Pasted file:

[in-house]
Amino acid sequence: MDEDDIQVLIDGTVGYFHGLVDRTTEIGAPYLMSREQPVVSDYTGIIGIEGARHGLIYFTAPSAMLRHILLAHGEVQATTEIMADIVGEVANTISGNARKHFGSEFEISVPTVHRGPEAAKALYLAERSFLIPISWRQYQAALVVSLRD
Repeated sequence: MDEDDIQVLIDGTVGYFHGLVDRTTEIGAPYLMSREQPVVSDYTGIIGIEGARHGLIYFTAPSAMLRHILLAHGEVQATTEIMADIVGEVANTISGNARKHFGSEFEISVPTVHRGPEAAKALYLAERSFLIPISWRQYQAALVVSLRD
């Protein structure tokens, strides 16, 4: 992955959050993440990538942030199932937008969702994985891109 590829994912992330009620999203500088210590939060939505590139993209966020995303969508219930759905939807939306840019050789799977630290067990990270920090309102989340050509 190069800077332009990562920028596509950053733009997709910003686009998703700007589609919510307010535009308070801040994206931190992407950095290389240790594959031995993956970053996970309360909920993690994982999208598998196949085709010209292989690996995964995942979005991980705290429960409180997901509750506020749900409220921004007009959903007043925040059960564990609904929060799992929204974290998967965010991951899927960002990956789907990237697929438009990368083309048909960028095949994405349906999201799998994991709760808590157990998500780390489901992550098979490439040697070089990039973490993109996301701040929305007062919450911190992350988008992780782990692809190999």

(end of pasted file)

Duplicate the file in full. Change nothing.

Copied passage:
[in-house]
Amino acid sequence: MDEDDIQVLIDGTVGYFHGLVDRTTEIGAPYLMSREQPVVSDYTGIIGIEGARHGLIYFTAPSAMLRHILLAHGEVQATTEIMADIVGEVANTISGNARKHFGSEFEISVPTVHRGPEAAKALYLAERSFLIPISWRQYQAALVVSLRD
Repeated sequence: MDEDDIQVLIDGTVGYFHGLVDRTTEIGAPYLMSREQPVVSDYTGIIGIEGARHGLIYFTAPSAMLRHILLAHGEVQATTEIMADIVGEVANTISGNARKHFGSEFEISVPTVHRGPEAAKALYLAERSFLIPISWRQYQAALVVSLRD
């Protein structure tokens, strides 16, 4: 992955959050993440990538942030199932937008969702994985891109 590829994912992330009620999203500088210590939060939505590139993209966020995303969508219930759905939807939306840019050789799977630290067990990270920090309102989340050509 190069800077332009990562920028596509950053733009997709910003686009998703700007589609919510307010535009308070801040994206931190992407950095290389240790594959031995993956970053996970309360909920993690994982999208598998196949085709010209292989690996995964995942979005991980705290429960409180997901509750506020749900409220921004007009959903007043925040059960564990609904929060799992929204974290998967965010991951899927960002990956789907990237697929438009990368083309048909960028095949994405349906999201799998994991709760808590157990998500780390489901992550098979490439040697070089990039973490993109996301701040929305007062919450911190992350988008992780782990692809190999």